BOOM! Studios has unveiled a first look at Planet of the Apes: The Time of Man #1, an all-new special on-sale in October and celebrating the franchise’s historic 50th Anniversary in partnership with 20th Century Fox Consumer Products, with new stories highlighting the Planet of the Apes’ most dangerous enemy: the beast called man! This historic one-shot features stories from both the original films and new series canon, including the early years of Armando and Caesar before Conquest of the Planet of the Apes, and for the first time ever, a story set after the harrowing events of War for the Planet of the Apes, following a few of the remaining human survivors.

Planet of the Apes: The Time of Man #1 assembles fan-favorite creators including writers Dan Abnett, David F. Walker, and Phillip Kennedy Johnson; artists Carlos Magno, George Schall, and Morgan Beem; and features covers by Fay Dalton and John Keaveney, and Michael Allred in this celebration of one of cinema’s most important franchises.

Planet of the Apes: The Time of Man #1 comes to shelves October 31st.

Review: Baroque Pop Anthology

Baroque Pop is a carefully curated set of comic book stories and portraits from writer/editor Mario Candelaria, who assembles a lineup of talented writers, artists, and colorists to spin stories of death, love, and heartbreak inspired by the songs of lounge pop/sadcore singer Lana Del Rey. It’s part worship session, part extended meditation (Especially some of the portraits), and finally yet another piece of the connection between music and comics as Lana’s music is transposed to a variety of settings from a posthumanist lead off comic from Eric Palicki (No Angel), Daniel Earls, and Scott Ewen to a rock’n’roll suicide epilogue from Jennie Wood (Flutter) and Chris Goodwin. It could also act as a rich introduction to the world of comics for fans of pop music with each story acting as a kind of flesh and blood “fan video” for a Lana Del Rey song, with many tracks selected from her latest album Honeymoon.

Palicki, Earls and Ewen’s “Body Electric” is an interesting choice to kick off Baroque Pop. It’s more of a Warren Ellis-esque transhumanism slice of life than an ode to Walt Whitman or Americana as it follows the life of a woman, who keeps replacing parts of her body with mechanical limbs despite people around her judging her. “Body Electric” firmly has an eye on a kind of utopian future where people don’t care if we decide to have cybernetic limbs to get around easier or even transplant our heads. Daniel Earls’ art is bold and blocky just like Eric Palicki’s choice to tell a futuristic story influenced by the music of Lana Del Rey, who is so steeped in the sounds, ideas, and fashion of the past that she would have been a better choice for Daisy Buchanan in Baz Luhrman’s The Great Gatsby than Carey Mulligan.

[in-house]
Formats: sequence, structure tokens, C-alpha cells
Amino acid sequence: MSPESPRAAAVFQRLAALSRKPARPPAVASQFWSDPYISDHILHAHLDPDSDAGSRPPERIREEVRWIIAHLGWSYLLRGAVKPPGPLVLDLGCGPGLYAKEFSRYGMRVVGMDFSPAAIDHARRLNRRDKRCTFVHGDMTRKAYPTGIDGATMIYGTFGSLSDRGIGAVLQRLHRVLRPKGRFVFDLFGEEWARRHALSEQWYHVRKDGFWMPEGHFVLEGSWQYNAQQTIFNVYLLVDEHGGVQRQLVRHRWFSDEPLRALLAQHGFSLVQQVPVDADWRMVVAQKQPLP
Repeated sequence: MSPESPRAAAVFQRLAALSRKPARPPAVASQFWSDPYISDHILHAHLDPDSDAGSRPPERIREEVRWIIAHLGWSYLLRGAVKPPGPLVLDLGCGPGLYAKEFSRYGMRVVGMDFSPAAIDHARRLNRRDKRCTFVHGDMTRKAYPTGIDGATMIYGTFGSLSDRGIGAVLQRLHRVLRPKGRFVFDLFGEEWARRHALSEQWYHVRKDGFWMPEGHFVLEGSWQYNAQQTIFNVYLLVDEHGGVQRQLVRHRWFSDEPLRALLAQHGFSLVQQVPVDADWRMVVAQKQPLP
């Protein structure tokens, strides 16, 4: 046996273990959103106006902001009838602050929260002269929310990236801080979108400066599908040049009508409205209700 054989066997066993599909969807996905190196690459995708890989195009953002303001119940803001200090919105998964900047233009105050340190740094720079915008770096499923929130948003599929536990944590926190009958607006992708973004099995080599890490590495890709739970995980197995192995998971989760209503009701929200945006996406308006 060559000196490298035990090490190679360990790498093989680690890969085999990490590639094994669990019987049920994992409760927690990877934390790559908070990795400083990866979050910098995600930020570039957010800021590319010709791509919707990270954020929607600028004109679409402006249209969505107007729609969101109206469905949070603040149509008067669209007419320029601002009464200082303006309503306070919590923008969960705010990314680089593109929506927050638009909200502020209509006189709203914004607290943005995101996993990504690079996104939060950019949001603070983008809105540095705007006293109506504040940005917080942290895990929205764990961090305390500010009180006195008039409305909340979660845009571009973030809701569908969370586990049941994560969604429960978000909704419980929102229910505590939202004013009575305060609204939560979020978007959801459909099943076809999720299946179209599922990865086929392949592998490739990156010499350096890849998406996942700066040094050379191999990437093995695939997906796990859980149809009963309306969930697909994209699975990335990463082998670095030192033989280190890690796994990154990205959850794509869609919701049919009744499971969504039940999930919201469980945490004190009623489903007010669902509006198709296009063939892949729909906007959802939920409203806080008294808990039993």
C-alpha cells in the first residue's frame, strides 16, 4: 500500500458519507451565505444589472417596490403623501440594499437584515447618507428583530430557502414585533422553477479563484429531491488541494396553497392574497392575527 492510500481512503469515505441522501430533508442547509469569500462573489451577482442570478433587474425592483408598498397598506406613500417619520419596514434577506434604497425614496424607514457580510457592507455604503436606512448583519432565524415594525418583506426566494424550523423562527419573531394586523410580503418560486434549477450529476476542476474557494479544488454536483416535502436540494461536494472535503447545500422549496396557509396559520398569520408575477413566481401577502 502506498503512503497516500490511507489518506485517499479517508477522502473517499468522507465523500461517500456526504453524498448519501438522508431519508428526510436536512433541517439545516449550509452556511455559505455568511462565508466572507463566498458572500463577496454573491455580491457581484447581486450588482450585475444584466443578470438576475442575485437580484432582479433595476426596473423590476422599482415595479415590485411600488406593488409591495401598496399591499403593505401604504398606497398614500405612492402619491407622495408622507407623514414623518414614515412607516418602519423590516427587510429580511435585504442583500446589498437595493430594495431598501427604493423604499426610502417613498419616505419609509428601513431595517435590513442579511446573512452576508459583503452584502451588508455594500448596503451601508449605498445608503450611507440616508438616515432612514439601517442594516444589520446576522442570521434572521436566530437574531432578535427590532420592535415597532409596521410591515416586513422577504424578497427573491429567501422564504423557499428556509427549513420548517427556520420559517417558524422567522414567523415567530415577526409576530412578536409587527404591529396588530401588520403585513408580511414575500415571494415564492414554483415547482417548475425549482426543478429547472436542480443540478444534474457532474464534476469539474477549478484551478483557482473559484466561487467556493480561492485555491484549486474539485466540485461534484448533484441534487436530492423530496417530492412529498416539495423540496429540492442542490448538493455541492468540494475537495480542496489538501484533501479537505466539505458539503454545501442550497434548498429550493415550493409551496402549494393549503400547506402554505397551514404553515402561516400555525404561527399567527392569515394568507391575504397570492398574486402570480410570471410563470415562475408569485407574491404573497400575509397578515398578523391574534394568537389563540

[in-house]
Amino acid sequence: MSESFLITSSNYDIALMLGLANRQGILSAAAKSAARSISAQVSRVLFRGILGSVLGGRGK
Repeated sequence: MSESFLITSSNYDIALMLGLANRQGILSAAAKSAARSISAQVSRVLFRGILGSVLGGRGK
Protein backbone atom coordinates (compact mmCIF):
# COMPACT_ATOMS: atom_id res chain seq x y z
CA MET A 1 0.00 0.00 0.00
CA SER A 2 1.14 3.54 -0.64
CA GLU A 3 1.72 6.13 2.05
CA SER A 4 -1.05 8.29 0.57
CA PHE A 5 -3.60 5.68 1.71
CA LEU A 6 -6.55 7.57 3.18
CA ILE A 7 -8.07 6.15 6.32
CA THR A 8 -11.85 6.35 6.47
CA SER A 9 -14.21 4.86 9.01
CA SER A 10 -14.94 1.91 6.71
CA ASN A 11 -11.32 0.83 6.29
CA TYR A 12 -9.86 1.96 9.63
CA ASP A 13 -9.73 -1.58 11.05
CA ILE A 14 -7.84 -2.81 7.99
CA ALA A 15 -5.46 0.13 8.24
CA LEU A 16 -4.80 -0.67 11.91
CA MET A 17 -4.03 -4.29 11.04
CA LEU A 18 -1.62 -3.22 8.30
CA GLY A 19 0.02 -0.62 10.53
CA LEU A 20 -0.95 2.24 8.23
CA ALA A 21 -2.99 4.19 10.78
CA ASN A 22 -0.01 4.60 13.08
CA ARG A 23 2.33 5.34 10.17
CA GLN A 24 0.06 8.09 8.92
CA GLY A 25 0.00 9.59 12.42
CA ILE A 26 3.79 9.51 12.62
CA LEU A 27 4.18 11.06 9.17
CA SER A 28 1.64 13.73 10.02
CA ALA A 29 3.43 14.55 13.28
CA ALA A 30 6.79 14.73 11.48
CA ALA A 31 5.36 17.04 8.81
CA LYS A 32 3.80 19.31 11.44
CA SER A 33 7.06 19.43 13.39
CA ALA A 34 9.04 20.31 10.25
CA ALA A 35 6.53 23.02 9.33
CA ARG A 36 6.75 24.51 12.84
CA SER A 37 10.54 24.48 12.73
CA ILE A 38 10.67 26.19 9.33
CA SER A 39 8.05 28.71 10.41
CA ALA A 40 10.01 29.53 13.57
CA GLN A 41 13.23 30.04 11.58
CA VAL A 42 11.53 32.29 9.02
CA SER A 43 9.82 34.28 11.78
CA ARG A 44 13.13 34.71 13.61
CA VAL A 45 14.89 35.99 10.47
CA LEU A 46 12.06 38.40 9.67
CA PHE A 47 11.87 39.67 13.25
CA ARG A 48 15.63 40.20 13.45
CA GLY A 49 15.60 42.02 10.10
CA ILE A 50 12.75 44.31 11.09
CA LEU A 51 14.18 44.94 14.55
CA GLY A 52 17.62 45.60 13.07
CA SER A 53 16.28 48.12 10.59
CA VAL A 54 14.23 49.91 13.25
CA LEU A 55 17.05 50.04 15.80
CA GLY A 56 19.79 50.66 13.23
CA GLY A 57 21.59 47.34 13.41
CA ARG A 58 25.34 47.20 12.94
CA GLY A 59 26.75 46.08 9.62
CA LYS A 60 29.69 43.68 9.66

God and Jesus are important figures in Lana Del Rey’s song so it’s fitting that Michael Lynch and Mira Mortal did “God Knows I Try” from the POV of the archangel Michael, who is tired of his charges failing on his watch even though the story may be a little hard to follow in the early going for non-former/current churchgoing folks. Mortal’s art and colors reminded me of Renaissance era ecclestiastical art, but with a focus on ordinary people instead of wealthy Italian or Flemish aristocrats. Lynch’s plot is super emotional as the angel Michael is willing to throw away a life of immortal bliss to save the soul of young woman, whose boyfriend has made her rob a convenience store for money. There are long passages of beauty and pain interspersed by staccato bursts of violence, which could also describe Lana Del Rey’s dark pop discography. For every sweet kiss, there is the corpse of a violent, problematic man or a young girl getting dragged off to boarding school. (See “This is What Makes Us Girls” or “High by the Beach”)

Enrica Jang and Jan Velazquez’s “That Medicine I Need” is haunting portrait of a ride or die female rockstar living large and then dying of cancer with the leather jacket wearing ghost of Jim Morrison watching her as she withers away. So, the medicine in the title isn’t something glamorous, like coke or ecstasy, but chemo drugs. Velazquez can do glam though with the early pages showing a gorgeous singer at her peak living the high life with a MTV-rapid progression of images that turn slow and labored as she gets sicker and sick before evaporating into red, black, and shadow. It’s a bittersweet tale, and there isn’t a lot of dialogue from Enrica Jang, but she nails the story’s triumphant tone in the midst of darkness with the line “I’m not sorry I lived. I loved every fucking minute.” Stories like this are why The Wicked + the Divine is an amazing comic, and Holy Bible by the Manic Street Preachers is an amazing album. (RIP Richey Edwards.)